Gardeners are aware of the nutritional value and the structural benefits that compost has on garden soil. However, some gardeners may not have the time or space to build a traditional compost pile. Trench composting is one of the easiest and most hands-off composting methods a gardener can use.
Commercial farmers have been practicing a larger scale version of trench or pit composting technique for years. They dig deep underground furrows to hold large amounts of organic waste such as hay and manure – both of which are abundant on many large operating farms. Backyard gardeners and composters can adopt this style on a much smaller scale.
There’s no bin to make or purchase and no need to think about the right balance of greens and browns. There’s literally no turning, aerating, or wondering. Eventually, the organic materials will decompose and turn into compost, automatically adding nutrients to garden soil.
Read more: How To Make Compost Without A Compost Pile
Trench or pit composting is cold composting in its simplest form. This composting practice is as elementary as it gets. The gardener digs a trench or hole between 1 and 2 feet deep anywhere in the yard or garden. Then organic waste is placed inside the trench or pit, covered up, and then left alone.
Below are examples of organic matter that can be used for trench composting. By no mean is it exhaustive. Most materials used for traditional piles can be used for trench composting.
*Chicken manure shouldn’t be used for trench composting as it could get too close to plants. Chicken manure should be placed into a traditional compost pile. Also, dog and cat poop should never be buried in a vegetable garden bed.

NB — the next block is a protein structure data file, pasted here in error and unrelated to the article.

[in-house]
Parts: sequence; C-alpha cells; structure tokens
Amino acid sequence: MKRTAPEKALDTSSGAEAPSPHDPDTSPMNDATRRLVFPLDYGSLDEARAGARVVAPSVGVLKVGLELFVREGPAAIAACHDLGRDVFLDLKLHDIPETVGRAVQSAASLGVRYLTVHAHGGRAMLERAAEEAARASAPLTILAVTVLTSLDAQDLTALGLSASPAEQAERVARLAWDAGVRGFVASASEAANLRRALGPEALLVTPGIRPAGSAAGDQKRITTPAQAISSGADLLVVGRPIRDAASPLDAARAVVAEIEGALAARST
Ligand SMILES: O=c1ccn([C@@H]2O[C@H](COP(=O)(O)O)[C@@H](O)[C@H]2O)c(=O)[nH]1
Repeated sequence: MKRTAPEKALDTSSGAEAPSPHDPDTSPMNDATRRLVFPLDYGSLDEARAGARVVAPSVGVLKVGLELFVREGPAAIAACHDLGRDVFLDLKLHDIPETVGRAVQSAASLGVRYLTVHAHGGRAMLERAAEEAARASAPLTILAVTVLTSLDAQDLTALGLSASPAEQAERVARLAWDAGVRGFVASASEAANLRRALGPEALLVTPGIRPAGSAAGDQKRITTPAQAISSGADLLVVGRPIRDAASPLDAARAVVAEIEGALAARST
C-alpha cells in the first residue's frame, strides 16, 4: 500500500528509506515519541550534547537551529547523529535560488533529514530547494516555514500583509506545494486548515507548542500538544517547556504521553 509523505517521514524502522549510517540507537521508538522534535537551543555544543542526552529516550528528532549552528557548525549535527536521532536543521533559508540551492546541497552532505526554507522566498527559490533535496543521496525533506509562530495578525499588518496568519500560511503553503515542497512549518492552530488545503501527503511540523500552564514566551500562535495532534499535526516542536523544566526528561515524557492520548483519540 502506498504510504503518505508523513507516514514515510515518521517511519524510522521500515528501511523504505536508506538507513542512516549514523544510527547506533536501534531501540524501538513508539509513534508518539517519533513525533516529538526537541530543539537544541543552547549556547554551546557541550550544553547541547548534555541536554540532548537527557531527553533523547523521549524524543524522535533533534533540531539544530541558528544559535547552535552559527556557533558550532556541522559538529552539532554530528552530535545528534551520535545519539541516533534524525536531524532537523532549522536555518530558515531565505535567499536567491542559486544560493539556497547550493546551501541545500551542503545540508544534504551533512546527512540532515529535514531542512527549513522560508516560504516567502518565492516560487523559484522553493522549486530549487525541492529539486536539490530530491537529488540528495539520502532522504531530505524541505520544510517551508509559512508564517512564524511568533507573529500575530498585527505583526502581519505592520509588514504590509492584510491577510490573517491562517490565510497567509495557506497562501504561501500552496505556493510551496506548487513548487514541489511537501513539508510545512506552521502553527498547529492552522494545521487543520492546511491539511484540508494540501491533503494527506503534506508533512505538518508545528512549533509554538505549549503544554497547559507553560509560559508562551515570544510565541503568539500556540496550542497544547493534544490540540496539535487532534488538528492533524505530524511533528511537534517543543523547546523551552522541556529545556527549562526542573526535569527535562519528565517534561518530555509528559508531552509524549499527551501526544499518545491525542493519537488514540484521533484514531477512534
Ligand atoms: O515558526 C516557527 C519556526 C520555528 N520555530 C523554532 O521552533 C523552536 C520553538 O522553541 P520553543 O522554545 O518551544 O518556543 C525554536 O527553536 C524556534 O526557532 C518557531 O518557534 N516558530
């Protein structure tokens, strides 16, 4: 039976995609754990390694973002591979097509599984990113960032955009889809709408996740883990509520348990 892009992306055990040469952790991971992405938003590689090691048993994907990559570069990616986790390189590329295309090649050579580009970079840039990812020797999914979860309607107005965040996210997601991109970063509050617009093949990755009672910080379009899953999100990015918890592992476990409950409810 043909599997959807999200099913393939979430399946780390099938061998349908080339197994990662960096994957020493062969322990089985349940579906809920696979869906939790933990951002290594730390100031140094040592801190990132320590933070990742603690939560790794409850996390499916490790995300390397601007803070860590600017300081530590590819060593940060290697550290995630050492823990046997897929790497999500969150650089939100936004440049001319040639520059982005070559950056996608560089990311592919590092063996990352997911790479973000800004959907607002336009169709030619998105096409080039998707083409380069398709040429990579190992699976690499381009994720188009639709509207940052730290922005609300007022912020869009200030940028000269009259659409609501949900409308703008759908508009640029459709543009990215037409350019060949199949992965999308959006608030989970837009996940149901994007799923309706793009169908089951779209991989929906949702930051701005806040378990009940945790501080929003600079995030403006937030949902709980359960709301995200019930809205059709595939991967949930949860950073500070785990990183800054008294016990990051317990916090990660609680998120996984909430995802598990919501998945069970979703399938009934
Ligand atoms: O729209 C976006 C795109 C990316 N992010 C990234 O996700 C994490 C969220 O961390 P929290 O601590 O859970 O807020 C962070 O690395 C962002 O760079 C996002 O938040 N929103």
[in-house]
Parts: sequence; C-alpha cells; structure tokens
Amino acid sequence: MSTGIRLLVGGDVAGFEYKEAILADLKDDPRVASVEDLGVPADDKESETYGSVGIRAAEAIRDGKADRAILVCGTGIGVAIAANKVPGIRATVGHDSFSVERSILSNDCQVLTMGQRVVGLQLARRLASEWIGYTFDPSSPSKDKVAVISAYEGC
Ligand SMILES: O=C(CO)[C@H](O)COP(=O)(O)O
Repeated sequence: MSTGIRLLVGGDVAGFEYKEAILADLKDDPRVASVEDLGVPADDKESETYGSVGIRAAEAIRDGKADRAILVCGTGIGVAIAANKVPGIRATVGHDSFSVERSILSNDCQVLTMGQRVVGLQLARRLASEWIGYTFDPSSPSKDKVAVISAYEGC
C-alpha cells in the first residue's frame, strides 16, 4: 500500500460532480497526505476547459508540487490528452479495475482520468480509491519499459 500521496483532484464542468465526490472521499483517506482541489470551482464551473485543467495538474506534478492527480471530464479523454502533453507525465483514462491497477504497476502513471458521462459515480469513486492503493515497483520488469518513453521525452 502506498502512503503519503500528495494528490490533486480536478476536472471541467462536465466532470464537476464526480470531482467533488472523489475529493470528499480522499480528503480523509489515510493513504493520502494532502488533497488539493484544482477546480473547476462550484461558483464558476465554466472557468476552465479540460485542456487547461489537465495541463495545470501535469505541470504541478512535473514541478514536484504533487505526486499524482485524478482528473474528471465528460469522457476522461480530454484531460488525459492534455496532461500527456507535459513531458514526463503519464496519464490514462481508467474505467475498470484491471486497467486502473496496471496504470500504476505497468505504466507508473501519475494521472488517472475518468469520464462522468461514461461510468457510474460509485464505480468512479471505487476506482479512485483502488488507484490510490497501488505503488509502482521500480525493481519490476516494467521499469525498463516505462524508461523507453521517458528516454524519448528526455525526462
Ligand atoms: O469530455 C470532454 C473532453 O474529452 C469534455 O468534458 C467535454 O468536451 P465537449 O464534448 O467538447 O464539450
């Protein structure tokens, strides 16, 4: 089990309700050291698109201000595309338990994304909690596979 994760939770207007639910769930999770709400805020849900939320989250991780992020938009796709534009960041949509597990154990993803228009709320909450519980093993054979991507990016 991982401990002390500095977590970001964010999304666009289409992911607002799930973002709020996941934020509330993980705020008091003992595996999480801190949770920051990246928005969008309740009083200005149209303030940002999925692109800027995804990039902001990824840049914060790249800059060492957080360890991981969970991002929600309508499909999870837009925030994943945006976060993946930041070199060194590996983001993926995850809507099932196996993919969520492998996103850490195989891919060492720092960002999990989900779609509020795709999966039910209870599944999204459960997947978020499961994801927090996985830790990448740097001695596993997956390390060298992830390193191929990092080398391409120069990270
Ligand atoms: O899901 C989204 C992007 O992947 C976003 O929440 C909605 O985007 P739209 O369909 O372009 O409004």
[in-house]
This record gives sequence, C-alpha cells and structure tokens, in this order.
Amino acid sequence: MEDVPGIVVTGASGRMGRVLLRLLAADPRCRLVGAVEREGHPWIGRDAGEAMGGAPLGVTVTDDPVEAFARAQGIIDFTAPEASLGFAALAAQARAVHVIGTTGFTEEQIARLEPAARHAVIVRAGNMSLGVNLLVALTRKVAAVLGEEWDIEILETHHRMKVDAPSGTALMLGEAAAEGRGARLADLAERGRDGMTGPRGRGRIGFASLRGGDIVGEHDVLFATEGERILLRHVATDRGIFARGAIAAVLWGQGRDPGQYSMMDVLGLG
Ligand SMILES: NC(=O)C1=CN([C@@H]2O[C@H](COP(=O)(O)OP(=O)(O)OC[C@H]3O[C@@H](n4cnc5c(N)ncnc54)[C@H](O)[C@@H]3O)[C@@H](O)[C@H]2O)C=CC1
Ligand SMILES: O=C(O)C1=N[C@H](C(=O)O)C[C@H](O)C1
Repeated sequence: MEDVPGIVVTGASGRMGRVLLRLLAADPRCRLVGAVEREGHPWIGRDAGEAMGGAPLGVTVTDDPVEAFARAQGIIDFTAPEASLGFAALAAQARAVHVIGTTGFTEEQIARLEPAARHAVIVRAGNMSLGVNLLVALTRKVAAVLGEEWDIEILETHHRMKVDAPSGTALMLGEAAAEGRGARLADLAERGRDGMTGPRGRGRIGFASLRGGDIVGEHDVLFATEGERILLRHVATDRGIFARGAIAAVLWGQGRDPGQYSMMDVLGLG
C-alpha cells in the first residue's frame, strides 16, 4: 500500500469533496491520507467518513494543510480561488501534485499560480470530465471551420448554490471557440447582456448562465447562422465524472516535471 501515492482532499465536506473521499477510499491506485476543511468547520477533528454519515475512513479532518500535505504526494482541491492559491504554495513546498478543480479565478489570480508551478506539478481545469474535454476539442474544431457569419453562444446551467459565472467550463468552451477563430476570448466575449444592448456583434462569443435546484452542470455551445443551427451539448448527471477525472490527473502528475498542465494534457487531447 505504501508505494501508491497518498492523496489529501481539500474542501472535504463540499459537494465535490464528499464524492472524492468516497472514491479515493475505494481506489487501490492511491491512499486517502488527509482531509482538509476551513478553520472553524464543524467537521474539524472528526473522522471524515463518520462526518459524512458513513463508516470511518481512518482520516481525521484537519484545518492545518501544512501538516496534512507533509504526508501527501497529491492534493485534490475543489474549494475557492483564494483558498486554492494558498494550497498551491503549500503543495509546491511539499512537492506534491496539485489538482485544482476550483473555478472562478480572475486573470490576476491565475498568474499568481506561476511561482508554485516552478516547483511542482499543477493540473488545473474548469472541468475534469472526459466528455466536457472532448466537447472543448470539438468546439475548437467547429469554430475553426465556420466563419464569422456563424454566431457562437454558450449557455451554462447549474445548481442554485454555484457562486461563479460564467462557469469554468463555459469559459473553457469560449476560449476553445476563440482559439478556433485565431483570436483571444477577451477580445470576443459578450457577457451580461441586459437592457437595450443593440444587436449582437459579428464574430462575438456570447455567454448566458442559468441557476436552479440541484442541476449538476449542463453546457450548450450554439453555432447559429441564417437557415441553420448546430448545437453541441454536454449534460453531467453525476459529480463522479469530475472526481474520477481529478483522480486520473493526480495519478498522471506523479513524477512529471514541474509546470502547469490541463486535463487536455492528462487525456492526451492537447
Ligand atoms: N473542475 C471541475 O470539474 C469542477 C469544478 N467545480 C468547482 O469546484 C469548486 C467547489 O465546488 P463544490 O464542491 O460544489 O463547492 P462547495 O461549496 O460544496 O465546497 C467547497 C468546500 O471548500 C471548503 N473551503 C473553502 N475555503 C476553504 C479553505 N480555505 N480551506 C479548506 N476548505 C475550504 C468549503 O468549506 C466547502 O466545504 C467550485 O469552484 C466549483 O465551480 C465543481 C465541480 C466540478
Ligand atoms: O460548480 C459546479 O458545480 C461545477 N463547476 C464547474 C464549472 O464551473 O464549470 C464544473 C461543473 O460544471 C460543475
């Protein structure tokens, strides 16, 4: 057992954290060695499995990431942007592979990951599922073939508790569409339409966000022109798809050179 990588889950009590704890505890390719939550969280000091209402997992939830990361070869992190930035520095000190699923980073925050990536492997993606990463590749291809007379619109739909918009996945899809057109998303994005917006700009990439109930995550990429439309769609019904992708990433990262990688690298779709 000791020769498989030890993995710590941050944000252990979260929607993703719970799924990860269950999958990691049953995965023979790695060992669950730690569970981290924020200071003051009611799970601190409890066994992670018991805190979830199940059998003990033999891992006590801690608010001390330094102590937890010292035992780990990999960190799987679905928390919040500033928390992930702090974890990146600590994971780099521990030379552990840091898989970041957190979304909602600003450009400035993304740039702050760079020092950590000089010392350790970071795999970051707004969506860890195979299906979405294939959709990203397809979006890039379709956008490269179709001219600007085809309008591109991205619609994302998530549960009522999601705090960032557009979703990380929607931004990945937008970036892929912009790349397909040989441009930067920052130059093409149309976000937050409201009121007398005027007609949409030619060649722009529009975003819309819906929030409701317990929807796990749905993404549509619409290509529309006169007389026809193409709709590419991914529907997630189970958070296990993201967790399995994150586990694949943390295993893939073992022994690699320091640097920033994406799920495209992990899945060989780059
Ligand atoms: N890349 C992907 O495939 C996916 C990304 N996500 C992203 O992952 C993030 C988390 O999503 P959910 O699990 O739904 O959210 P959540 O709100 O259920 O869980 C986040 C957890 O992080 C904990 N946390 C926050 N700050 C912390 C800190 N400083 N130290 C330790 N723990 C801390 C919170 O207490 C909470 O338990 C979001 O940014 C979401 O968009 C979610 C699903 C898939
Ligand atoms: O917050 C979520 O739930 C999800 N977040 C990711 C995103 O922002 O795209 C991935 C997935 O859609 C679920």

The depth of the trench is determined by just how much organic material the gardener wants to bury at the time. This type of simple pit composting becomes especially handy while deadheading flowers or removing spent or fallen fruits and veggies in the garden or yard. Trench composting also saves time and energy from walking to and from the compost pile for just a couple of spent flower heads.
Traditional compost pile maintenance is unnecessary because the waste is buried into the ground; it actually stays warmer during the cold months and holds moisture longer during the warm months. The decomposers are immediately drawn to the organic matter and turn the waste into a nutritional smorgasboard for plants.
A variation on this theme is for the gardener to dig a long trench right in front of vegetables – one row at a time. Spent plants, ruined veggies, kitchen waste, and other compostable goodies can be tossed into the trench and then covered up. The resulting compost works as a side-dressing of nutrients for the plants.
Similarly, if there are footpaths between rows of vegetables, a trench may be dug right down the middle of the footpath. The organic matter can be buried in the trench and then covered back up with soil. A cover such as straw, grass clippings, cardboard, etc. can be placed over the soil for a firm footing so the gardener can continue to use the path.
If the foot path trenches were started in the early spring or beginning of summer, the next spring the gardener should be able to uncover the trench and toss the new compost onto the garden bed. In time, the entire vegetable garden bed will be transformed with excellent soil and nutrients.